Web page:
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Estate Planning

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Dick Wolf and Executor Commissions

As an attorney, becoming a fan of NBC’s Law & Order franchise is something of an occupational hazard. I came for Jerry Orbach’s trench coat and Sam Waterston’s eyebrows, but have remained to see Detective Stabler thwart organized crime and battle midlife crisis. Indeed, I have stayed long enough to see Dick Wolf, Law & Order’s creator, start a similar franchise on CBS (FBI, FBI: Most Wanted, and FBI: International).

As an estate planning attorney, however, there is often little connection between my work and Wolf’s crime shows. That changed this past week, much to my delight. In the 3/26/24 episode of FBI: Most Wanted, a basketball coach legally adopted an elite high school prospect to enable him to move to the U.S. and earn endorsement money. As the player later rose to stardom at a New York college, he signed a will nominating the coach as his executor, but not a beneficiary. Aggrieved, the coach schemed to have the player murdered so that he could collect commissions as the will’s executor under New York law.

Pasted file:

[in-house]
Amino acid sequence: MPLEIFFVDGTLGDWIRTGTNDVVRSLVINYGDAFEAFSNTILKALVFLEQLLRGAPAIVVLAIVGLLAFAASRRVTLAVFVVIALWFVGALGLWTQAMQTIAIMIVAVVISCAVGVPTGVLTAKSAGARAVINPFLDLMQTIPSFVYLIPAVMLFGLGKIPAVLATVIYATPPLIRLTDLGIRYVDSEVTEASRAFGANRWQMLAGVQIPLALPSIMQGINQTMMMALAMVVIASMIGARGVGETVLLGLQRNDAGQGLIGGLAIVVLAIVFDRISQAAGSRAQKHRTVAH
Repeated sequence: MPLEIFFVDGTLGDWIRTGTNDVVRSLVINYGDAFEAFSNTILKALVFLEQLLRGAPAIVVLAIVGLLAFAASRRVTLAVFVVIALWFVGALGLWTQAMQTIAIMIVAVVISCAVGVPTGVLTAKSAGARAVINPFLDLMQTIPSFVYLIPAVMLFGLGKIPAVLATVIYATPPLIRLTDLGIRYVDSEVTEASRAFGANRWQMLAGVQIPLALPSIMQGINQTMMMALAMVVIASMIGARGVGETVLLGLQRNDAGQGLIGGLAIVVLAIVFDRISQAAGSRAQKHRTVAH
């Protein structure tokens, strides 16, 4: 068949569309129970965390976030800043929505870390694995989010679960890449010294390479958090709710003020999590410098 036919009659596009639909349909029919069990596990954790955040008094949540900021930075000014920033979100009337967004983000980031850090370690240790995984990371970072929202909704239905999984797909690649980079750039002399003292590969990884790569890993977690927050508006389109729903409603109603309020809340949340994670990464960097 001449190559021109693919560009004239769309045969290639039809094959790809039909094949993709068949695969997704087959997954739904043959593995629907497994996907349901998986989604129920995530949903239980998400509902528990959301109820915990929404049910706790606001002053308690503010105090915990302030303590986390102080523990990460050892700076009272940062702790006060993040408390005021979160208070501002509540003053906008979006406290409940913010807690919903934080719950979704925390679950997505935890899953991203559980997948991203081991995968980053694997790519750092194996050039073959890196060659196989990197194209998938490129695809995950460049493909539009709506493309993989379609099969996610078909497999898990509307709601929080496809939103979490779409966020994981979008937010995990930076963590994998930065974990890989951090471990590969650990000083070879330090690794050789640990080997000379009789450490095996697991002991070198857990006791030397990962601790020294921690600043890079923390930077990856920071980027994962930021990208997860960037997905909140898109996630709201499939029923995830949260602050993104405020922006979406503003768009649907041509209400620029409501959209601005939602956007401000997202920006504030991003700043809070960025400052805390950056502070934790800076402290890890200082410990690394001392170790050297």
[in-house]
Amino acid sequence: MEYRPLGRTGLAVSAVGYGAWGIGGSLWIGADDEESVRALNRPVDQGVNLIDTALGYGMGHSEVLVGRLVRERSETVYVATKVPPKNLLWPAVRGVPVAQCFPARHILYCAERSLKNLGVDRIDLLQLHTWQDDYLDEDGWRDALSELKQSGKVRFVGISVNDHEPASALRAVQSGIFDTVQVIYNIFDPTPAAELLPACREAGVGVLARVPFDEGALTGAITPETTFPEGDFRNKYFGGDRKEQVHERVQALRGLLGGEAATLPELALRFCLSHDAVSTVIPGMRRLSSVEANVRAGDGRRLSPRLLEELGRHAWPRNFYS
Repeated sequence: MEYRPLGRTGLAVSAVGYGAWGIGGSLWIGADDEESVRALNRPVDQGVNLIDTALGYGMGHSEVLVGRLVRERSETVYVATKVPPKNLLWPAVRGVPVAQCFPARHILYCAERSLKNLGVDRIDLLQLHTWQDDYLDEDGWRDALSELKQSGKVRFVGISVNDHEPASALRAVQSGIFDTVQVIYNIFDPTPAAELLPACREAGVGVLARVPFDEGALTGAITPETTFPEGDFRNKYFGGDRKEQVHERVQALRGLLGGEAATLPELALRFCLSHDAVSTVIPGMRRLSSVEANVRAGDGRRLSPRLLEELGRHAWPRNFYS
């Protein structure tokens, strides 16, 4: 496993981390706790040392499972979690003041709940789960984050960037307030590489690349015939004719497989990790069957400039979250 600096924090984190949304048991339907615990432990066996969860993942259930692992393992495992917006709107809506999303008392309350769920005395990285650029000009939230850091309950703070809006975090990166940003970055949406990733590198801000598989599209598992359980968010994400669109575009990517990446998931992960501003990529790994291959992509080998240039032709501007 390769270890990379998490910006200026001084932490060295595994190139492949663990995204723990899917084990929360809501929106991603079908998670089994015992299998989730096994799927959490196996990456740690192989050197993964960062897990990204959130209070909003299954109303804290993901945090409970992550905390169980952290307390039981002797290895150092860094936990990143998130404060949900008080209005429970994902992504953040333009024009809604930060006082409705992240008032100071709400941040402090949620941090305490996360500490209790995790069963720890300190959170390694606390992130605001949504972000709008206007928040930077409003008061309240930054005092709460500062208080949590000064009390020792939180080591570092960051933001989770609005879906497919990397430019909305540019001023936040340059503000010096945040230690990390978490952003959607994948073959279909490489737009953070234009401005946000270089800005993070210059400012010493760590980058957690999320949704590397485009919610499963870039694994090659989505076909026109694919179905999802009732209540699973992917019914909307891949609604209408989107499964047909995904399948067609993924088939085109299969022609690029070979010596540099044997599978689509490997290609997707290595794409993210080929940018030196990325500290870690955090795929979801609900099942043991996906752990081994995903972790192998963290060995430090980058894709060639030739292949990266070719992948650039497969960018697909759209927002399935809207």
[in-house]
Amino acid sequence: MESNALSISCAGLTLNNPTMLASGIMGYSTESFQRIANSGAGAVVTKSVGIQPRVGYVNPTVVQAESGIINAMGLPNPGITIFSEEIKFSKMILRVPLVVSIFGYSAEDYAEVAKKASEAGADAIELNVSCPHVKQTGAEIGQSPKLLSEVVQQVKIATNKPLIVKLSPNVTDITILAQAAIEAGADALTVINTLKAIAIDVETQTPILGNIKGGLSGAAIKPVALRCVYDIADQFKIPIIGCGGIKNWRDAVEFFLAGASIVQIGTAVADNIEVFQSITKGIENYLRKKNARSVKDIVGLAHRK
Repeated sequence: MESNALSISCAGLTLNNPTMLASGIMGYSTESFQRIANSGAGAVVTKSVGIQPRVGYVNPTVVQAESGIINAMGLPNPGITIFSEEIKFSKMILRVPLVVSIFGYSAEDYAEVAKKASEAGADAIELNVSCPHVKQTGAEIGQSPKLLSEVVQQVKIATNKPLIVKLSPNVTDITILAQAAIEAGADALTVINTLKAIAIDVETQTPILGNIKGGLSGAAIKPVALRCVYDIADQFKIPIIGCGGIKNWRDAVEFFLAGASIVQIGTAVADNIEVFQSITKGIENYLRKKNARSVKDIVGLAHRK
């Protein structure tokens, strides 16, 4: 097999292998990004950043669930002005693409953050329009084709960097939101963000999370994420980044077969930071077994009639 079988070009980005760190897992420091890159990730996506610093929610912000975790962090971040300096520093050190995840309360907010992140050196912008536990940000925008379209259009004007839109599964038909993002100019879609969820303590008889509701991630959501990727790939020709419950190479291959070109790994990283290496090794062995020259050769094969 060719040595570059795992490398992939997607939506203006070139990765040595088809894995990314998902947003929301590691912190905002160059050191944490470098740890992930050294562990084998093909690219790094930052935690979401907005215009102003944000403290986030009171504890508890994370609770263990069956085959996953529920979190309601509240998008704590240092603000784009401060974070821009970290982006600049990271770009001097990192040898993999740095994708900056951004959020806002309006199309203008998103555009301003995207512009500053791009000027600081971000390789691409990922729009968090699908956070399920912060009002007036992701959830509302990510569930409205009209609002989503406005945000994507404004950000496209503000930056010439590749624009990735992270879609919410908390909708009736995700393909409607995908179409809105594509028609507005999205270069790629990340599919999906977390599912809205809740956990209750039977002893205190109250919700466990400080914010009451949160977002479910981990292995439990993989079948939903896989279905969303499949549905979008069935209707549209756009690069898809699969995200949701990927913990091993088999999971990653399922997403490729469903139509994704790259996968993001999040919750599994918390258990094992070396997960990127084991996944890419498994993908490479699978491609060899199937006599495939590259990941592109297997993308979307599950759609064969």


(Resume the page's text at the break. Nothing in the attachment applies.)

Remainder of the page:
This is likely the first and last crime drama episode to be centered around New York Surrogate’s Court Procedure Act section 2307, a statute I routinely coach my clients on. Under this law, an executor can receive a commission of 2-5% of the estate’s value, depending on its size. As a result, being an executor can be lucrative, serving to compensate a deceased’s family member or friend for the extensive duties they perform. 

If you’re considering how to compensate your executor in your will, schedule a free consultation with me here. I am happy to talk through the options with you. 

In the meantime, this blog post must fade to black…Executive Producer…Dick Wolf.